Susceptibility of Pimephales promelas and Carassius auratus to a strain of koi herpesvirus isolated from wild Cyprinus carpio in North America

Isaiah E. Tolo, Soumesh K. Padhi, Keiffer Williams, Vikash Singh, Sophie Halvorson, Sunil K. Mor, Nicholas B.D. Phelps

Research output: Contribution to journalArticlepeer-review

7 Scopus citations


Cyprinid herpesvirus-3 (CyHV-3, syn. koi herpesvirus) is an important pathogen worldwide and a common cause of mass mortality events of wild common carp (Cyprinus carpio) in North America, however, reference strains and genomes obtained from wild carp are not available. Additionally, it is unclear if fishes in North America are susceptible to CyHV-3 infection due to incomplete susceptibility testing. Here we present the first North American type strain and whole-genome sequence of CyHV-3 isolated from wild carp collected from a lake with a history and recent incidence of carp mortality. Additionally, the strain was used in an in-vivo infection model to test the susceptibility of a common native minnow (Pimephales promelas) and goldfish (Carrasius auratus) which is invasive in North America. Detection of CyHV-3 DNA was confirmed in the tissues of a single fathead minnow but the same tissues were negative for CyHV-3 mRNA and samples from exposed fathead minnows were negative on cell culture. There was no detection of CyHV-3 DNA or mRNA in goldfish throughout the experiment. CyHV-3 DNA in carp tissues was reproducibly accompanied by the detection of CyHV-3 mRNA and isolation on cell culture. Additionally, environmental CyHV-3 DNA was detected on all tank filters during the study. These findings suggest that fathead minnows and goldfish are not susceptible to CyHV-3 infection and that detection of CyHV-3 DNA alone in host susceptibility trials should be interpreted with caution.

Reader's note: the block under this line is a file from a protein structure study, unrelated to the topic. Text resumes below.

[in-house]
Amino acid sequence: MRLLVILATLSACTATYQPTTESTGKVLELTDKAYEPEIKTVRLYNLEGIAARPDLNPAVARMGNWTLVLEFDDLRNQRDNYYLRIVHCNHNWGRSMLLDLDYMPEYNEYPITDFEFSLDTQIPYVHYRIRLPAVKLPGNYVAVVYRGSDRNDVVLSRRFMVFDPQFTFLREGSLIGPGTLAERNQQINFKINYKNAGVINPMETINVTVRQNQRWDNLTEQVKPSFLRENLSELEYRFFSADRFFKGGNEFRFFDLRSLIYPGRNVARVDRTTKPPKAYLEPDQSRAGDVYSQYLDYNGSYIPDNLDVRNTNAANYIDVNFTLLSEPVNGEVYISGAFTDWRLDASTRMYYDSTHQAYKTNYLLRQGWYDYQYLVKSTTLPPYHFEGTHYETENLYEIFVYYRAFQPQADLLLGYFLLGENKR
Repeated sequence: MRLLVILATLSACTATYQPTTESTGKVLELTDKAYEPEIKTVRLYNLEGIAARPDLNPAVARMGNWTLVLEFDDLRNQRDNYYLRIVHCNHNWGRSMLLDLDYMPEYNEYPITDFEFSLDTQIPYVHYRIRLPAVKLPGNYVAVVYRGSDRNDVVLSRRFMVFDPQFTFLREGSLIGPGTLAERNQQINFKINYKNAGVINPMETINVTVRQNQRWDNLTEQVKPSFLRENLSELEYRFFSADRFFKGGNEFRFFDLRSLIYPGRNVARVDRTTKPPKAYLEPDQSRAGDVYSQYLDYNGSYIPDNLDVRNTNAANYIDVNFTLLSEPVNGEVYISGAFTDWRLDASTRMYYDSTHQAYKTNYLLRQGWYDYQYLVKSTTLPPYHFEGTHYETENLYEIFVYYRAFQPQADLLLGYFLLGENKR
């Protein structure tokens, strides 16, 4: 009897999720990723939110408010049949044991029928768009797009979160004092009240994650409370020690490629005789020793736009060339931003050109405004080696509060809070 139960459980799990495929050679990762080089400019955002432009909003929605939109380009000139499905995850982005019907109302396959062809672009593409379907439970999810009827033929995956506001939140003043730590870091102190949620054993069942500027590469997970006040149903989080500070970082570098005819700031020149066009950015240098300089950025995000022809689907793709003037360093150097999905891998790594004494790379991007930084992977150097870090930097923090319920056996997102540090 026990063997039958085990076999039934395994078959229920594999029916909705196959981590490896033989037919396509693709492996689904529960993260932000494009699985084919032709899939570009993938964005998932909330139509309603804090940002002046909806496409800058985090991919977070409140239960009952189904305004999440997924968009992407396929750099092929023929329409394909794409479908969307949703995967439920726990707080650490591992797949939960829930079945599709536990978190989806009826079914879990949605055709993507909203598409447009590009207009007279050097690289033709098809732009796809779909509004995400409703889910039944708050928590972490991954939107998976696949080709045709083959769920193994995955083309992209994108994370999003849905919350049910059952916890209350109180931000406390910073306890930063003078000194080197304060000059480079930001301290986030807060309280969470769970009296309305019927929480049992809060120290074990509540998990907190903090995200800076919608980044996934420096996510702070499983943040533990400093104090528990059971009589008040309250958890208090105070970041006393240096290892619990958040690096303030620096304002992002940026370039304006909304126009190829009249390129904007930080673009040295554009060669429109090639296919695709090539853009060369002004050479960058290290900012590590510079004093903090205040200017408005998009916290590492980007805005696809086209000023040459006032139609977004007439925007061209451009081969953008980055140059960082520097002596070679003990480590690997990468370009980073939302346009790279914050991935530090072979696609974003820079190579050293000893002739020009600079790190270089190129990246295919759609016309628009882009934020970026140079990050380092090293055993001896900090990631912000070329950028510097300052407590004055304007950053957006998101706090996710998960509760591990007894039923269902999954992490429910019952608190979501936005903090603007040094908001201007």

Original languageEnglish (US)
Article number1985
Pages (from-to)1985
JournalScientific reports
Issue number1
StatePublished - Jan 21 2021

Bibliographical note

Funding Information:
Common carp brain cells (CCB) and Koi fin cells (KF-1) were kindly provided by Dr. Thomas B. Waltzek (College of Veterinary Medicine, University of Florida). Valuable advice on best practices for wild carp field sampling were provided by Dr. Peter Hundt and Dr. Przemeslaw Bajer and lab and fieldwork assistance were provided by Morgan Hardy, Morgan Linn, and Nathan Swanson (College of Food Agriculture and Natural Resource Sciences, University of Minnesota). Carp collection assistance was also kindly provided by local commercial fishing company, Mike’s Rough Fish. Funding for this study was provided by the Environment and Natural Resource Trust Fund (L.A. 2017 (00080373)), as recommended by the Minnesota Aquatic Invasive Species Research Center, and the State of Minnesota.

Publisher Copyright:
© 2021, The Author(s).

PubMed: MeSH publication types

  • Journal Article
  • Research Support, Non-U.S. Gov't


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